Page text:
For comparisons of more than two groups, means were compared using one-way ANOVA followed by t tests with a Bonferroni-corrected α level. We used the two-way ANOVA procedure to determine whether or not time and antibody treatment were significant factors in predicting HMGB1 and IL-6 concentrations in the serum; this was followed by Bonferroni post hoc analyses.
For our study, the primary outcome was the percentage of freezing time during the context session observed in anti-HMGB1 neutralizing monoclonal antibody and control groups. On the basis of previous freezing time data,15 we estimated that a sample of 13 C57BL/6J surgical mice per group was necessary to demonstrate a 20% increase in percentage freezing time, with 80% power at the 0.0125 α level (after adjusting for four comparisons) to reach a significant difference.
A two-tailed P value less than 0.05 was considered statistically significant for two-group comparisons and the significance threshold was adjusted for multiple comparisons with a Bonferroni correction. Prism 6 (GraphPad Software Inc, La Jolla, CA) was used to conduct the statistical analyses.
HMGB1 Antigen Is Sufficient to Cause Cognitive Decline through the Participation of BM-DM
A single administration of HMGB1 produced cognitive decline as evidenced by a significant reduction in freezing time (52 ± 11% vs. 39 ± 5%, n = 16 in control group, n = 17 in HMGB1 antigen group; P = 0.012; fig. 2).
Recently, we showed that depletion of BM-DM by clodrolip exposure blocks surgery-induced neuroinflammation and cognitive decline.15 To determine whether HMGB1-induced cognitive decline requires the participation of BM-DM, mice were exposed to clodrolip or its vehicle before administration of HMGB1. Training was unaffected by the clodrolip exposure (data not shown). We lost one animal in the clodrolip group and another in the control liposome group on day 2. According to the manufacturer this may happen if there is transference of microorganisms from the skin or by injection of a nonhomogeneous suspension of liposome. We did not experience any death in the surgical groups. The HMGB1-induced decline in contextual freezing time was prevented by previous clodrolip exposure (39 ± 5% vs. 50 ± 9%, n = 17; P = 0.039; fig. 2).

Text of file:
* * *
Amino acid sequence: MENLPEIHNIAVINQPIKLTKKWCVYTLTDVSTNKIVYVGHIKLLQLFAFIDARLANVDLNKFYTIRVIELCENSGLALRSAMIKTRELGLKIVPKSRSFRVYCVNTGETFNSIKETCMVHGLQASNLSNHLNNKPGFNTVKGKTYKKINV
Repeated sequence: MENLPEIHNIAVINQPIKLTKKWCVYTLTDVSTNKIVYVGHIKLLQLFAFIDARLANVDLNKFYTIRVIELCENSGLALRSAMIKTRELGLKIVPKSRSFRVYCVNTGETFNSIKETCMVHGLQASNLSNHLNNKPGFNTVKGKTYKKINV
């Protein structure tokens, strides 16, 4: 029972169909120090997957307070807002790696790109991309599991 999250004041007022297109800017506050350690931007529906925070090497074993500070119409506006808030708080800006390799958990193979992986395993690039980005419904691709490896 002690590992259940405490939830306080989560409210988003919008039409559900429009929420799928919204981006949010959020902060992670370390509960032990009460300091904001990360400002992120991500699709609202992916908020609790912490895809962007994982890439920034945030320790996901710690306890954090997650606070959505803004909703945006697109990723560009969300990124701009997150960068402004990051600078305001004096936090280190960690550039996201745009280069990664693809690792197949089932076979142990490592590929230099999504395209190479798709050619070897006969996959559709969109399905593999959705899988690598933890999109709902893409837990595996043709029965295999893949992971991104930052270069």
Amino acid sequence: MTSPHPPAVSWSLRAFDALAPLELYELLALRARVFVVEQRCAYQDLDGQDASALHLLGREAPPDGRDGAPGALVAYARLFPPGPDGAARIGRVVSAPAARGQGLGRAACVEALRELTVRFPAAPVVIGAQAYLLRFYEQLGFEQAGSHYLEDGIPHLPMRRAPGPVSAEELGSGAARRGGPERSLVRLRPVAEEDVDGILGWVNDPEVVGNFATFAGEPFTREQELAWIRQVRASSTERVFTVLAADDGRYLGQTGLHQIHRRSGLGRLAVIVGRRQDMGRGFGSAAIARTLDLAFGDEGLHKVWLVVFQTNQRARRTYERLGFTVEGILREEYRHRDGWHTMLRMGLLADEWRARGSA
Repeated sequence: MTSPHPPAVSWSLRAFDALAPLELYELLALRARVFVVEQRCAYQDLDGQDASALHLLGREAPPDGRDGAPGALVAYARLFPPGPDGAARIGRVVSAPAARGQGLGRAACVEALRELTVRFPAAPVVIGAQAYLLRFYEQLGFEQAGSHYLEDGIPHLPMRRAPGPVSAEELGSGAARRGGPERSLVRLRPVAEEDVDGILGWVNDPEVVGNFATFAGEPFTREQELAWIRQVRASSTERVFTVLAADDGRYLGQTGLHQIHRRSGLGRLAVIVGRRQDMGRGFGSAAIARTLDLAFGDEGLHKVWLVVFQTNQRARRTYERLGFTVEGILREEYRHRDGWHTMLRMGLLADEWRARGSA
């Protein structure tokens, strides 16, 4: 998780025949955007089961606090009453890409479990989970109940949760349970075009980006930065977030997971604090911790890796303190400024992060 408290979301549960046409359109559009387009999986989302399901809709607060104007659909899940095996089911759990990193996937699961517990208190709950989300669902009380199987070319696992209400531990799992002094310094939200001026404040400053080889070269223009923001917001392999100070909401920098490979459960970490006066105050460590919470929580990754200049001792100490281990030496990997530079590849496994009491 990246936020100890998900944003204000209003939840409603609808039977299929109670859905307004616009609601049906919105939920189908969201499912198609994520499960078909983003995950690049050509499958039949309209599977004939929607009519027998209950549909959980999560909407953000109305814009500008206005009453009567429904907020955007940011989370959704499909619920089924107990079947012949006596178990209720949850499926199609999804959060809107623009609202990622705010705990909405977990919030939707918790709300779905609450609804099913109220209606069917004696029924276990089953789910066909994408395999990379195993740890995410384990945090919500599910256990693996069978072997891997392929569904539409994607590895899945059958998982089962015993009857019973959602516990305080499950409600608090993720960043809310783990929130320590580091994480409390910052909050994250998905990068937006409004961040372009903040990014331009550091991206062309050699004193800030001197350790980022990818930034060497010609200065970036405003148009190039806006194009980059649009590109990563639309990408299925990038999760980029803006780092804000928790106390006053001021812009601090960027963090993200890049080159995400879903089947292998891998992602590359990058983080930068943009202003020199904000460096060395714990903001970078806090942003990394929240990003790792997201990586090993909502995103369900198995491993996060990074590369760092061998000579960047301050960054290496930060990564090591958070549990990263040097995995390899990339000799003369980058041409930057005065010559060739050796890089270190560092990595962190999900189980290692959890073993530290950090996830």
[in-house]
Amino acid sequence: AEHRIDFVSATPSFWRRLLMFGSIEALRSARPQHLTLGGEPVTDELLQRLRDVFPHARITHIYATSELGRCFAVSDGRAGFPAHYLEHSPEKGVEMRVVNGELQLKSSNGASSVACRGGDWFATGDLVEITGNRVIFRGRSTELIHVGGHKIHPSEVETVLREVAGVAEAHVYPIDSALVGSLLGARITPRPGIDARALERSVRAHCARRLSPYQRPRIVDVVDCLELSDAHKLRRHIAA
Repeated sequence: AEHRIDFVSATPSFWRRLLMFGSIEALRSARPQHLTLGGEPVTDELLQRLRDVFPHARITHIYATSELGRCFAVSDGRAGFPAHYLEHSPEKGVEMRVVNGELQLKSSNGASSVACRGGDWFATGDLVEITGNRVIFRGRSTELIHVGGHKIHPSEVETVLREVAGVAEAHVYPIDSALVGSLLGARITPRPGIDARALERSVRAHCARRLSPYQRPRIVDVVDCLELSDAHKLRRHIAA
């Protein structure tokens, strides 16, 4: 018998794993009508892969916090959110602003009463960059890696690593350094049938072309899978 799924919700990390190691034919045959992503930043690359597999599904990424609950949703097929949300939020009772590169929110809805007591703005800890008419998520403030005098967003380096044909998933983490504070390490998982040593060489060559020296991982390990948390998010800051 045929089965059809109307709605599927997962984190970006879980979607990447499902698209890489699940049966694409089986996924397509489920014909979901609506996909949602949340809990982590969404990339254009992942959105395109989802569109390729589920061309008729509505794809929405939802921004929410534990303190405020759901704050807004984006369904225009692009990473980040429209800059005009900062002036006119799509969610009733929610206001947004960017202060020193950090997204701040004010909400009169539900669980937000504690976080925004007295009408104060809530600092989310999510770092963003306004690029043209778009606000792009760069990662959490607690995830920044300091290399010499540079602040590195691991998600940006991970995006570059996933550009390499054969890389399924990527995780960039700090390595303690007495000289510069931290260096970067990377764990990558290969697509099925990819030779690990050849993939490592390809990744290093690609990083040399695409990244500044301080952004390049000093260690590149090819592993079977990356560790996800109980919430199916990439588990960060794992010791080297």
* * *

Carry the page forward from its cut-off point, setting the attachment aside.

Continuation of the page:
HMGB1 Antibody Prevented Postsurgical Cognitive Decline
During the preoperative training period, learning was similar in the anti-HMGB1–exposed group and the control (nonexposed) groups (data not shown). Surgery significantly decreased the percentage of freezing time when compared with the control group (52 ± 11% vs. 29 ± 5%, n = 16 in control group, n = 15 in surgical group; P < 0.001); preoperative exposure to anti-HMGB1 attenuated the surgery-induced freezing behavior, rendering the response to be no different from that of the nonsurgical control group (52 ± 11% vs. 47 ± 11%, n = 16 in control group, n = 15 in anti-HMGB1 + surgery group, ns; fig. 3).
HMGB1 Antibody Reduces Systemic and Neuroinflammatory Response to Surgery
As expected,12 we observed a significant decrease of the early increase of HMGB1 blood level between the first hour and 24 h after surgery (two-way ANOVA; P = 0.002 for the time effect; fig. 4). However, the neutralizing anti-HMGB1 reduced the systemic levels of HMGB1 (two-way ANOVA; P = 0.005 for the treatment effect and P = 0.010 for interaction between time and treatment), and this reduction was significant 1 h after the trauma (P = 0.04 with Bonferroni’s post hoc analysis; fig. 4A). With regard to IL-6 increase after surgery, we observed a significant decreased within the first day (two-way ANOVA; P = 0.015 for the time effect) HMGB1 neutralizing antibody was also a significant predicting factor for IL-6 concentration (two-way ANOVA; P < 0.001 for treatment effect). Using HMGB1 neutralizing antibody, we observed a reduction in IL-6 concentration 1 h after trauma (P = 0.006 with Bonferroni’s post hoc analysis; fig. 4B).